# How can one calculate the change in heat energy when the specific heat varies with temperature?

Many materials have a specific heat which varies with temperature, especially as the temperature change grows large. How does one calculate the heat energy that an object receives in this case? Can we simply use the specific heat capacity at the beginning temperature or the end temperature?

In a similar vein to my answer about calculating the lever force in a continuous situation; you need to use integration.

You start by taking the standard heat law that you are familiar with $$\Delta Q=c\ m\ \Delta T$$ and replacing the $\Delta$s with differentials: $$dQ=c(T)\ m\ dT.$$ This new equation reads: For an infinitesimal (very tiny) change in temperature, I get an infinitesimal (very tiny) change in the heat. In the limit of infinitesimals everything is linear so this simple linear equation still holds. Now you simply sum up all of the infinitesimal changes in the heat flux using integration $$\Delta Q=m\int_{T_i}^{T_f}c(T)\ \ dT.$$ If you don't actually want to do the integration, that's ok. Matlab will have no problem doing this for you, and the Matlab approach works even if you don't have an analytic function to describe $c(T)$ (i.e. you only have data). If you don't have access to Matlab, then use Python. It's free, open source, and incredibly powerful.

• Don't get me wrong, I am a big fan of Python, but GNU Octave seems like a better fit in the role of free alternative to MATLAB. For one thing, it's compatible with .mat files.
– Air
Mar 20 '15 at 21:22
• @Air That may be true; I've never really used Octave. The switch to Python from Matlab isn't a difficult one though, and it is, I believe, a more well developed language than Octave. I also know that Python's numerical integration routines (part of SciPy) are robust because I've used them a number of times. Mar 21 '15 at 15:01

Neither. In this sort of situation, there's no "simple" linear solution; you need to use integral calculus to add up the incremental heat absorbed at each temperature along the way. The only time that this calculation becomes a simple multiplication is when the quantity being integrated (the specific heat) is a constant over the range of the integration.

## Neither.

As has already been pointed out, this is not trivial to do, but here is a suggested method:

1. accurately measure out a certain quantity of fuel, then burn that fuel and use a material with a very constant or otherwise well known specific heat capacity to determine how much energy your test piece is receiving through time by recording it's temperature.
2. use the same quantity of fuel, in the same apparatus, with a test piece of identical geometric properties but a different material and repeat the experiment. This time you assume the energy which your test piece receives based on step 1 and use the recorded temperature to determine the specifc heat capacity of the material.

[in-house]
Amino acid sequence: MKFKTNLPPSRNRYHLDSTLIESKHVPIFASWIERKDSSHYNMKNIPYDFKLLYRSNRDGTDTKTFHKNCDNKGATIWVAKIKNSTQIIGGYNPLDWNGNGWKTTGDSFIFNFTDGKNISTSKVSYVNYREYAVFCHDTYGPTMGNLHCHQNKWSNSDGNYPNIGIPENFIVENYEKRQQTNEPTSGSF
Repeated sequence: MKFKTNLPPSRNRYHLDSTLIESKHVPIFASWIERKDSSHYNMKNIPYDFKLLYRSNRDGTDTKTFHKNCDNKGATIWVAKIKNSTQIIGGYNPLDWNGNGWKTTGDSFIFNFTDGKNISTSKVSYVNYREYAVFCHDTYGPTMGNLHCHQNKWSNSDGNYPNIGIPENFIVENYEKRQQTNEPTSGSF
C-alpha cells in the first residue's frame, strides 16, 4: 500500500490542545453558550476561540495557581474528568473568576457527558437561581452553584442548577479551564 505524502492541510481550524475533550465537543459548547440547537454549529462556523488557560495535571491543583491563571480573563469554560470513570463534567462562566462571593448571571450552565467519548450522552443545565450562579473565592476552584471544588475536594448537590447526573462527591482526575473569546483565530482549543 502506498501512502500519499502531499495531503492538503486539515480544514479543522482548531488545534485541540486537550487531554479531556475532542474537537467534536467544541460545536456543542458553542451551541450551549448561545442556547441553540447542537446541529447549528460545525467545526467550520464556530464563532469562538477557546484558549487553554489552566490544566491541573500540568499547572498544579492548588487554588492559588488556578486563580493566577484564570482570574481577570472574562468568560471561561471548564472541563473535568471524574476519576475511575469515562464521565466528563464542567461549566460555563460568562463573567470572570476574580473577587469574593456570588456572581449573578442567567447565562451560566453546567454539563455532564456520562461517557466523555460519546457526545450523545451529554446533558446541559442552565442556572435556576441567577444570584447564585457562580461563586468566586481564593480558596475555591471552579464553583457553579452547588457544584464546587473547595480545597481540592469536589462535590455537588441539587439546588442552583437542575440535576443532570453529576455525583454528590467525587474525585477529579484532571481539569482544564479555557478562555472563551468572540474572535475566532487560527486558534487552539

3. now that you have the specific heat capacity curve for this material, use it like any other material but integrate your curve over the temperature span you measure to determine the quantity of heat energy absorbed.

This method isn't perfect, it relies on linear superposition which isn't perfectly valid for temperature as some factors of heat exchange have a non-linear dependancy, but it's not a bad method for "calibrating" your material at a basic level.

I'd try and fit the material to a model.
The Debye model is the "standard". (sorry the wiki article is a bit over the top.) In the Debye model the material can be fit with one "Debye temperature".

Edit upon request. (though, I would trust the wiki article over my answer.) At high temperatures, (but not too high) materials have a heat capacity that is equal to 3kT * N, where N is the number of atoms. (It's only atoms and not electrons that count for heat capacity, which is interesting...) As the temperature drops atoms stop shaking so much and some of the vibrational modes "freeze out". The modes are at such a high energy that there is not enough thermal energy to excite them. The Debye temperature is a rough measure of where modes freeze out, and the heat capacity starts to decrease.

If you have an equation $Cp=f(T)$, the problem is simple (as long as the integration does not make any problem) since $$\Delta Q=m\int_{T_i}^{T_f}Cp(T)\ \ dT$$ as Chris Mueller answered.
Let us admit that you only know $Cp(T_i)$ and $Cp(T_f)$. So, interpolate linearly to get $$Cp(T)=Cp(T_i)+\frac{Cp(T_f)-Cp(T_i)}{T_f-T_i} (T-T_i)$$ and, integrating, you will then get $$\Delta Q=m\, \frac{Cp(T_f)+Cp(T_i)}2 \,(T_f-T_i)$$ which shows that you just need to use the average value of the known $Cp$'s.
• this is exactly right when $c_p$ function is linear; in all the other cases it's an approximation, good or bad approximation depending on $\delta T$ and on how and much $c_p$ function change with $T$ Aug 11 '15 at 8:14
• @mattia.b89. You are totally correct but, from a practical point of view, over a limited range of temperature, $Cp$ is almost a constant and a linear approximation is quite good. When this is not the case, for sure, we need more information (fit the experimental data and integrate). Aug 11 '15 at 8:20